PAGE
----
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Type 1 Diabetes - TrialNet e-news - April 2010

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Twins around the country support TrialNet research

Of the thousands of families supporting TrialNet research, many include twins. As one would expect, twins share more than an obvious outward appearance. Twins share genes and can share risk for type 1 diabetes.

In fact, identical twins share the same set of genes, making it much more likely that they will both develop type 1 diabetes if one of them is diagnosed with the disease. If one half of a set of fraternal twins develops diabetes, the other twin has about a 7 percent chance of developing the disease (similar to that of a non-twin sibling). In contrast, the risk of an identical twin developing type 1 diabetes if the other twin has been diagnosed is much higher: approaching 80 percent over a lifetime. This points out that although genes are very important in determining risk for developing type 1 diabetes, they aren’t the whole story. Environmental factors, such as viruses, have been suspected to trigger diabetes in a genetically at-risk person.

Three sets of twins who have one twin participating in the Oral Insulin Prevention Study include Charlie and Sam Odell from Rochester, MN; Marc and Mariel Jones (pseudonym) from San Jose, CA; and Grant and Luke Mitchell from Nashville, TN.

Charlie and Sam, Rochester, Minnesota

Pharmacist Laura Odell had previously heard about TrialNet, so when she learned that TrialNet Chairman Dr. Jay Skyler would be making a presentation at the Mayo Clinic, where Laura works, she signed up. After that presentation, Laura and her husband decided to have their three children screened. Her husband, Kevin, also a pharmacist and certified diabetes educator, has type 1 diabetes.

Charlie and Sam

Charlie and Sam

The Odells do not live near a TrialNet screening location, so they ordered a TrialNet test kit by mail. They then took their children and the kit to a local lab for the blood draw. The kit, with the children’s blood, was sent to TrialNet’s central lab for analysis.

Laura explains, "When we received the results, we learned that Sam did not have the autoantibodies indicating an increased risk for type 1 diabetes, but Charlie had three. Our daughter Grace, who was age 8 at the time, had one autoantibody."

After considering their options, they enrolled Charlie in the Oral Insulin Prevention Study. Grace and Sam enrolled in the Natural History Study, which closely follows relatives of people with type 1 diabetes to learn more about the disease.

Twice a year, the entire family makes the 100-mile trip to Minneapolis for their TrialNet study visit. "We make an event out of it and try to do something special afterward, like going to the Mall of America and the Lego store," says Laura.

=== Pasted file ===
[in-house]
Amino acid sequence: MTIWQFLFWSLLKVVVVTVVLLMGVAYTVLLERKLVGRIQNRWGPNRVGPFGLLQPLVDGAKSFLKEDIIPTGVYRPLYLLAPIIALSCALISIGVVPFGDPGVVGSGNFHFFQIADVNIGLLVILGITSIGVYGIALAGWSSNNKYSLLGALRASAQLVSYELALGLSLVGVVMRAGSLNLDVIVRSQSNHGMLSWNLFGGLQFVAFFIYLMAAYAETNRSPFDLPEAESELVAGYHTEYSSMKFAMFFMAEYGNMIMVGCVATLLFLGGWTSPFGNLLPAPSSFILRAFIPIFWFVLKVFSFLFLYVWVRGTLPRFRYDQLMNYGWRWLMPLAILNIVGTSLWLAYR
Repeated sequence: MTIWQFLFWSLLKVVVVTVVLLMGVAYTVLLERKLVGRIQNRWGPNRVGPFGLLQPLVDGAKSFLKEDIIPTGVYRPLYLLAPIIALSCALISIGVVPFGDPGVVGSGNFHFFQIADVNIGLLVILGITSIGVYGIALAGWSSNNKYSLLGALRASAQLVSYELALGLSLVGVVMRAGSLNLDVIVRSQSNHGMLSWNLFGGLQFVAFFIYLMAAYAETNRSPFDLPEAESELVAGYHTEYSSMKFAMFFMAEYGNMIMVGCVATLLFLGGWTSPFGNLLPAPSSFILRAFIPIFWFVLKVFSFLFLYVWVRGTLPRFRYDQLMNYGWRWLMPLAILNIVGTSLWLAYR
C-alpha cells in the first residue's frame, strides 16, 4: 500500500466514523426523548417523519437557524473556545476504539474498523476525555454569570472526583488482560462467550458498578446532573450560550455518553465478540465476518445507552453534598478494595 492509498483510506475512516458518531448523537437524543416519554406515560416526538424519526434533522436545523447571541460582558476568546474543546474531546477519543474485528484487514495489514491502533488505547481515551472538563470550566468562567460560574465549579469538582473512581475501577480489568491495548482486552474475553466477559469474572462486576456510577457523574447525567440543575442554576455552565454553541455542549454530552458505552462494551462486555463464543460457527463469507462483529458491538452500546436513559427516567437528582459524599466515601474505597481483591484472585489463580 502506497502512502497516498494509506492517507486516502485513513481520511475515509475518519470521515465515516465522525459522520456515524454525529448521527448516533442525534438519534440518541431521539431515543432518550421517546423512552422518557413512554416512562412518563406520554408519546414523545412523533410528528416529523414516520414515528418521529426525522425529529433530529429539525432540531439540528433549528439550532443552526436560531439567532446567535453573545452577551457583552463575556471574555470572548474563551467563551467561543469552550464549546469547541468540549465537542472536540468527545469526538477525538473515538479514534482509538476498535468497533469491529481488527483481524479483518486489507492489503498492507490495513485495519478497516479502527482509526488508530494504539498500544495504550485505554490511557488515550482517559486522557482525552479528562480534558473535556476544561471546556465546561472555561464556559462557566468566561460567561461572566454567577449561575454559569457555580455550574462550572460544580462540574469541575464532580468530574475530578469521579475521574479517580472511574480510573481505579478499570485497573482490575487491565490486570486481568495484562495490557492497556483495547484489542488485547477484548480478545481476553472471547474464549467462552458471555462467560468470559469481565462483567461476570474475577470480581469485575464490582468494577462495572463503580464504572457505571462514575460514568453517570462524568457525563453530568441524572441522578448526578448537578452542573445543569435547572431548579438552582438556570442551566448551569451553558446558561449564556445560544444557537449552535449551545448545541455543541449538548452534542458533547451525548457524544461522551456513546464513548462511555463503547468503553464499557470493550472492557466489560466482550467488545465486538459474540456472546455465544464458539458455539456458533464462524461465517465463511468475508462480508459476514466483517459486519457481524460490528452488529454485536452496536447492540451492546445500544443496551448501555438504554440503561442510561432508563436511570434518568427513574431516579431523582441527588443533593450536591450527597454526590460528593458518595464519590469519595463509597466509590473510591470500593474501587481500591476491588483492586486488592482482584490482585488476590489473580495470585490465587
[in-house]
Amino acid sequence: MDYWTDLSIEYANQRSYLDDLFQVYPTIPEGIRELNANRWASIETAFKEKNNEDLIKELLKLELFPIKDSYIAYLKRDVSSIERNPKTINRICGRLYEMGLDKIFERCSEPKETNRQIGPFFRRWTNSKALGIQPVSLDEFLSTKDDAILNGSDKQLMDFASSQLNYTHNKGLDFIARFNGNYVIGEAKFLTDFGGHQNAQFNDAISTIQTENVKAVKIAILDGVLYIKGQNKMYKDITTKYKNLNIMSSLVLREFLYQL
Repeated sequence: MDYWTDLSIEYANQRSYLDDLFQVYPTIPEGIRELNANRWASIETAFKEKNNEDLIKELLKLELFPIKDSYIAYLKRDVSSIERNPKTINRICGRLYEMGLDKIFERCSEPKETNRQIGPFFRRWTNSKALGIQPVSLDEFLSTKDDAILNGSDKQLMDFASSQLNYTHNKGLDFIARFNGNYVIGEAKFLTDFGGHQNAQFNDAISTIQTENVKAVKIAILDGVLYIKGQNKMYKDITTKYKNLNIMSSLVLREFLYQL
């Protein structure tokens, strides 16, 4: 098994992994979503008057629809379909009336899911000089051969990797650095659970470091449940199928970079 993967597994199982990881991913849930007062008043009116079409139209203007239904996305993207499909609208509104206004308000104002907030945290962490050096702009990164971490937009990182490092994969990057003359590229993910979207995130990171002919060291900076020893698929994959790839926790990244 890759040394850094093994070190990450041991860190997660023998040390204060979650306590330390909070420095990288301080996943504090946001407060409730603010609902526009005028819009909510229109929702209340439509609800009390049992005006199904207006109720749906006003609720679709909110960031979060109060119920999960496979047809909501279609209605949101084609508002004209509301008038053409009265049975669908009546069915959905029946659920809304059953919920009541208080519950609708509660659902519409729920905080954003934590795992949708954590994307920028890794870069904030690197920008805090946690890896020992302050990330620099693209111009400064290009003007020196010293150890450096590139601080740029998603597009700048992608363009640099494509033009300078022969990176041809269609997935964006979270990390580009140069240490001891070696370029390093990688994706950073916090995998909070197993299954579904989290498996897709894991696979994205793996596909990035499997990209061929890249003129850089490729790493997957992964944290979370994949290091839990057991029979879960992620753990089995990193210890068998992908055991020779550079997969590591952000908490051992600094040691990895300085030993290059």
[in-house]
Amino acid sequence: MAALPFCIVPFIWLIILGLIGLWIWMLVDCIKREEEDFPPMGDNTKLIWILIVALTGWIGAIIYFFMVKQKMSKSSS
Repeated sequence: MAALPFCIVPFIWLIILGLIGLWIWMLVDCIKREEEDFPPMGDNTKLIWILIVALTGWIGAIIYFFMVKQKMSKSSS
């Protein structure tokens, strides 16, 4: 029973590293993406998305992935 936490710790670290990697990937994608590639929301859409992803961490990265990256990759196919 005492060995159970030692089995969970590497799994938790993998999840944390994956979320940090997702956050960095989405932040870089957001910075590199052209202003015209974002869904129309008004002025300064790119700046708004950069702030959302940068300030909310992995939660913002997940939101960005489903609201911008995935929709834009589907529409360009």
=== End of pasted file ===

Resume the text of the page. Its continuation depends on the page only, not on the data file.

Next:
Now age 7, Charlie and Sam are involved in sports and Boy Scouts and love anything Star Wars.

Marc and Mariel, San Jose, California

Gary and Adriana Jones (pseudonym) decided to have their son, Marc, tested through TrialNet when they were at an event at the University of California San Francisco (UCSF) 2 years ago, when the twins were 7 years old. Marc’s twin, Mariel, had been diagnosed at age 2, so they were naturally concerned about Marc’s risk.

Marc and Mariel

Marc and Mariel

According to Dad, "After we learned Marc’s results were positive for the autoantibodies for type 1, we had a lot of questions. We met with Dr. Gitelman and Kathleen Fraser at UC, and they were very honest and thorough, which had a lot to do with our decision to enroll Marc in the Oral Insulin Study. That was 2 years ago. With the close monitoring Marc receives in the study, we will know early if he develops type 1 diabetes."

"Marc likes being involved in the study, especially since he’s helping research and the greater community. We drive up to UCSF every 6 months, and he looks forward to his study visits. I can see why - he is treated like a king!"

Marc and Mariel, now age 9, enjoy swimming and participate in a summer swim team. Marc also likes music, plays keyboard, and is in Cub Scouts.

Grant and Luke, Nashville, Tennessee

Last April, 13-year-old identical twins Grant and Luke Mitchell were at their annual well visit when sugar was discovered in Luke’s urine. After performing the standard finger prick test, their doctor immediately referred Luke to an endocrinologist at Vanderbilt University.

Charlie and Sam

Luke (left) and Grant with sister, Mia

Says Mom," The endocrinology staff at Vanderbilt was wonderful! We had no family history of type 1 diabetes and knew absolutely nothing about it. We had to learn everything—the terminology, the shots, everything. After a few visits, they gave us the TrialNet brochure and told us about screening for family members. Grant and our daughter, Mia, then age 4, said, "Let’s all do it."

"As a mother, I thought it would be a great experience for our children to see this side of science. Of course, with no history, we were all curious to see if anyone had the type 1 diabetes autoantibodies. It turns out that Grant did and qualified for the Oral Insulin Study. It’s one thing to have a blood draw, but we were concerned about enrolling Grant in a study where he’d receive actual treatment. After talking to Dr. Russell, we decided to do it."

Grant said, "I hope it can keep me from having to go through what Luke’s gone through. But, if it doesn’t work for me, I’m happy to help someone else."

Grant and Luke, now age 14, enjoy competitive sports, including football, basketball, and track, and are active in their church’s youth program.

Join TrialNet in the fight against type 1 diabetes!

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